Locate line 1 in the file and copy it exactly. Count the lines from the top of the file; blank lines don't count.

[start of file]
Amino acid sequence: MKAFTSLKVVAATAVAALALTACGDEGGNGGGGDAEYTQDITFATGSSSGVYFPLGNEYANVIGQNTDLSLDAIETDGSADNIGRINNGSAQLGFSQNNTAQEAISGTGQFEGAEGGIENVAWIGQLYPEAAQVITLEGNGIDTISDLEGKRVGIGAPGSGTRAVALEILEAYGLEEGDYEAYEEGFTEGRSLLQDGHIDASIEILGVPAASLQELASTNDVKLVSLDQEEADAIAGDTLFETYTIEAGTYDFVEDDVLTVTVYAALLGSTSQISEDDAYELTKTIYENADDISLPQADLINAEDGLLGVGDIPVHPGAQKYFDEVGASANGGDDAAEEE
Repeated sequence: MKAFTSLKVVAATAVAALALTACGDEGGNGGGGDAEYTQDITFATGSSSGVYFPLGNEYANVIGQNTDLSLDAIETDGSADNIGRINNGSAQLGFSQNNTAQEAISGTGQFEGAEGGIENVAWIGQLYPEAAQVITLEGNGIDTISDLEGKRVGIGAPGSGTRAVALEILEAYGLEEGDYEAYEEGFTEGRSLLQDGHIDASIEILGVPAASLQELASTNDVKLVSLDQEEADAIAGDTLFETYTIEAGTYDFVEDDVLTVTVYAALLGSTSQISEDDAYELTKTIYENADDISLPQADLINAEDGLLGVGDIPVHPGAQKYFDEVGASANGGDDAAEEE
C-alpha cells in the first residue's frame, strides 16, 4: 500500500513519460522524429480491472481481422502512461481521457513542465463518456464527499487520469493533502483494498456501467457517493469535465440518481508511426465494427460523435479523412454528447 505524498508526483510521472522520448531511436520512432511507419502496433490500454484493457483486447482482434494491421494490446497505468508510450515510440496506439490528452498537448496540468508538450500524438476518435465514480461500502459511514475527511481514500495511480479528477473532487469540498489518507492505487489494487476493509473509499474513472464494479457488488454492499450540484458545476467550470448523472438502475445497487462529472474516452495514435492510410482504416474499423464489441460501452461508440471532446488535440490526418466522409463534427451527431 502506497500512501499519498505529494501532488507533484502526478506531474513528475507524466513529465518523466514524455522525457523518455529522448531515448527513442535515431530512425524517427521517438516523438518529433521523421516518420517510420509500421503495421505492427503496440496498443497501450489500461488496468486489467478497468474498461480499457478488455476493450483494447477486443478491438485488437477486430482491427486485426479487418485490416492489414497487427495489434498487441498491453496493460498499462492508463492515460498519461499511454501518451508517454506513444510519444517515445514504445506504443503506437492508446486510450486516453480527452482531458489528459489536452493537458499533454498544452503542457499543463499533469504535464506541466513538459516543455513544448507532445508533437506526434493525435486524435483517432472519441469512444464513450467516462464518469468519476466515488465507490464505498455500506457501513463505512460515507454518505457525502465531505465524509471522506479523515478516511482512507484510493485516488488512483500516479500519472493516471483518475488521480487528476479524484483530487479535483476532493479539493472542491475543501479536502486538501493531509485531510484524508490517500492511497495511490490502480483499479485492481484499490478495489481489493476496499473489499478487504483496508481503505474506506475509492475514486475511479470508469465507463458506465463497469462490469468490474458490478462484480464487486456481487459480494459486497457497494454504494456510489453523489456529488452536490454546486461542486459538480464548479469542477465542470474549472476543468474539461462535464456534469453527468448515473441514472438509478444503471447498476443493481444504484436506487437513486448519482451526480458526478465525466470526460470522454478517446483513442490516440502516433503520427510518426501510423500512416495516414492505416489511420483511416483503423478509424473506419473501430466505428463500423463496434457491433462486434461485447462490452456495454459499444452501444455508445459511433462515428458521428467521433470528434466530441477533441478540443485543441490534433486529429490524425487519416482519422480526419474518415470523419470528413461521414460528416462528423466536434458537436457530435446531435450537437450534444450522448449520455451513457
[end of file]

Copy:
Amino acid sequence: MKAFTSLKVVAATAVAALALTACGDEGGNGGGGDAEYTQDITFATGSSSGVYFPLGNEYANVIGQNTDLSLDAIETDGSADNIGRINNGSAQLGFSQNNTAQEAISGTGQFEGAEGGIENVAWIGQLYPEAAQVITLEGNGIDTISDLEGKRVGIGAPGSGTRAVALEILEAYGLEEGDYEAYEEGFTEGRSLLQDGHIDASIEILGVPAASLQELASTNDVKLVSLDQEEADAIAGDTLFETYTIEAGTYDFVEDDVLTVTVYAALLGSTSQISEDDAYELTKTIYENADDISLPQADLINAEDGLLGVGDIPVHPGAQKYFDEVGASANGGDDAAEEE